Tidal Disruption Events

In the case a star, or stellar system, enters the ‘sphere of influence’ of a massive black hole (MBH), it will experience a gravitational pull from which it will be unable to escape for the MBH will be dominating the dynamics of all objects in its vicinity. As such, the star will have crossed the critical distance from the black hole and will be subject to disruption. This distance is called the tidal radius.

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Image credit: NASA/CXC/U. Michigan/J. Miller et al.; Illustration: NASA/CXC/M. Weiss

However, within this tidal radius, due to the extremely large size of the bodies interacting and the immense gravitational pull, the force felt across the star cannot be considered uniform from one end to the other. As such, it is experiencing what we call a tidal force, which will not pull the whole stellar body towards the black hole, but rather stretch it gradually until eventually, the star’s surface situated closer to the black hole will start getting ripped apart from its main body.

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In some extreme cases, the tidal force is so strong, that the stellar body gradually gets stretched out horizontally, and compressed vertically into a long thin object, a process known as spaghettification.

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An illustration of spaghettification (Image: Black Hole Cam)

When these tidal disruption events, or TDEs, occur, the mass ripped away from the stellar body starts to accumulate around the black hole. This is referred to as an accretion process, where the mass starts to form a disk, an accretion disk, whose mass, and hence gravitational pull, causes even more matter from the star to get pulled away. As this diffuse material starts spiraling inwards towards the black hole, the temperature of this often gaseous matter is raised due to increased friction and gravitational pull, causing a flare, an eruption, of electromagnetic radiation.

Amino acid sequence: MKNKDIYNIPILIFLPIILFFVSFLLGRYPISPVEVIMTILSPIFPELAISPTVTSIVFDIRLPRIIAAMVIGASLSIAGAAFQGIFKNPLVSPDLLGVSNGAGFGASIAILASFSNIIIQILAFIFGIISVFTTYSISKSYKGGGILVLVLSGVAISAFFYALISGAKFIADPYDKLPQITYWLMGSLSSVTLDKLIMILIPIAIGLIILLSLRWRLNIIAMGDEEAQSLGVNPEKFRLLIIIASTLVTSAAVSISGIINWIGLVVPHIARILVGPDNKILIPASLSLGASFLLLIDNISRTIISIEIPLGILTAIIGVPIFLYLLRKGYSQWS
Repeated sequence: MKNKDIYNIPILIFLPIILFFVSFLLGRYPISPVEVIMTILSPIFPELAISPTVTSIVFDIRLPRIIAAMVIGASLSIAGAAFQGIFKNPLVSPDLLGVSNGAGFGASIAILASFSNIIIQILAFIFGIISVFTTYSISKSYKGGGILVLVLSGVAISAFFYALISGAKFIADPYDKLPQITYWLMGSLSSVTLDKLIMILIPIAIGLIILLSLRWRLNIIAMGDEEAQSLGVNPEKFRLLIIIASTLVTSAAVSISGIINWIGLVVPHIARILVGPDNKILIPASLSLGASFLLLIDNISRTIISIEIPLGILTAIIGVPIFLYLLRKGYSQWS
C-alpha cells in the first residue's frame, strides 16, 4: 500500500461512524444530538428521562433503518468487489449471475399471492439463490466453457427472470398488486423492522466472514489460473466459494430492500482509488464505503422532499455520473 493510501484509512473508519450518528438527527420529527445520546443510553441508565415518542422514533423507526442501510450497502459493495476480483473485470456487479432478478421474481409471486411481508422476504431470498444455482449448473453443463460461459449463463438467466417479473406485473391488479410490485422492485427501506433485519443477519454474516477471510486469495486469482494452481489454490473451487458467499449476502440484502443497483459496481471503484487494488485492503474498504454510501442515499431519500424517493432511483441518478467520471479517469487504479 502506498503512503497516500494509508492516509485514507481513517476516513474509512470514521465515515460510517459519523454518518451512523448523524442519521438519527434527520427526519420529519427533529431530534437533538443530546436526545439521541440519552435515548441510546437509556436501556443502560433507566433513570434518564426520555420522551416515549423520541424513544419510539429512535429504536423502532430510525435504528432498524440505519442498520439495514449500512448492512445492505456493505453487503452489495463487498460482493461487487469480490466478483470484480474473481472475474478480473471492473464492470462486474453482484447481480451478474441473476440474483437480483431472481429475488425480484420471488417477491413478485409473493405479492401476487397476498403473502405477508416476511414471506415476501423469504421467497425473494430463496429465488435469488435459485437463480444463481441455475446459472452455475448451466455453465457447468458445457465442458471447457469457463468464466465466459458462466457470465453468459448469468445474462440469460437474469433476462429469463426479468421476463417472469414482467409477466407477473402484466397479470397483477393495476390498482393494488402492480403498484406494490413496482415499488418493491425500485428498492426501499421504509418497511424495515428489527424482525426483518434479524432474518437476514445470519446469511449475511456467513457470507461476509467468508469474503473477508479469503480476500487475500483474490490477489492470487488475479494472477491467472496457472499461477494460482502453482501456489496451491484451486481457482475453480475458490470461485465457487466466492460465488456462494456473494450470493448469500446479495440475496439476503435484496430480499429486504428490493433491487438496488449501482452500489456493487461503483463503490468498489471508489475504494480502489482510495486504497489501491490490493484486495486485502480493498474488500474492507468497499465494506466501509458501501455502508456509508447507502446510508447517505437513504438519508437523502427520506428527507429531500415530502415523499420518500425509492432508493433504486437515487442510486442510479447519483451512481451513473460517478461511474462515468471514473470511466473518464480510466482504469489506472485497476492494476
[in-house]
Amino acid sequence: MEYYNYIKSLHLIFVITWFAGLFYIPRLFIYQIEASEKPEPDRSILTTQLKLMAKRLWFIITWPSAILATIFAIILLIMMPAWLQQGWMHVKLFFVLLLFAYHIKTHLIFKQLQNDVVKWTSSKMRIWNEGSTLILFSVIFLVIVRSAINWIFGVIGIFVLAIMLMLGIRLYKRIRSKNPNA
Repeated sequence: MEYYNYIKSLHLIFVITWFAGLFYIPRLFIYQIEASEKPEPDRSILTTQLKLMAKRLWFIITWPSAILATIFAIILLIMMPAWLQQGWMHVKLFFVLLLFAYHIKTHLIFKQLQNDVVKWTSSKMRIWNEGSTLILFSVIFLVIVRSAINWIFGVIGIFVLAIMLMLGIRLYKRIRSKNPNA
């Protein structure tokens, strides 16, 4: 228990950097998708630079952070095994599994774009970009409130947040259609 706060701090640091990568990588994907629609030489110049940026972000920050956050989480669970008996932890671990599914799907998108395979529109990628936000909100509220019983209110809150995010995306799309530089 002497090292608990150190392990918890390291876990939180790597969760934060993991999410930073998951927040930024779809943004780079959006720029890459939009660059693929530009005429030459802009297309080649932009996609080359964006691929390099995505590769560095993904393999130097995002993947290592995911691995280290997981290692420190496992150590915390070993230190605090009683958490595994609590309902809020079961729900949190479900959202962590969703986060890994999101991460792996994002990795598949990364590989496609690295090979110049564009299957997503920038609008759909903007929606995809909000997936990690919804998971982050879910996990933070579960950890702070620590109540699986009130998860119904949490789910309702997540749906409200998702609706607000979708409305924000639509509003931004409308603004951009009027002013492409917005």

Speculations and discovery

The first mentions of TDEs like events came from physicist John Wheeler who speculated that the gas released by a star breaking up in the vicinity of a black hole could be accelerated to relativistic speeds. However, his models restricted themselves to phenomena of small tidal amplitudes. Later on, in 1976, the idea of a critical radius under which stars would be disrupted by the tidal forces generated by the mass of the black hole was introduced by two astronomers from the Cambridge Institute of Astronomy. However, still, no concrete model had been introduced.

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It was in the 1980s at the Paris Observatory, that the first mention of TDE like events was made. But only a decade later were the first TDE candidates detected by the ROSAT satellite confirming the theory that the accretion of stellar debris could result in massive eruptions: the concretization of tidal disruption events.

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The Paris Observatory

To this date, all tidal disruption events are listed under ‘The Open TDE Catalog’ moderated by the Harvard Center for Astrophysics and whose latest addition was an event recorded in July 2020 located near the heart of the galaxy NGC 6297. There are 93 entries since 1999.

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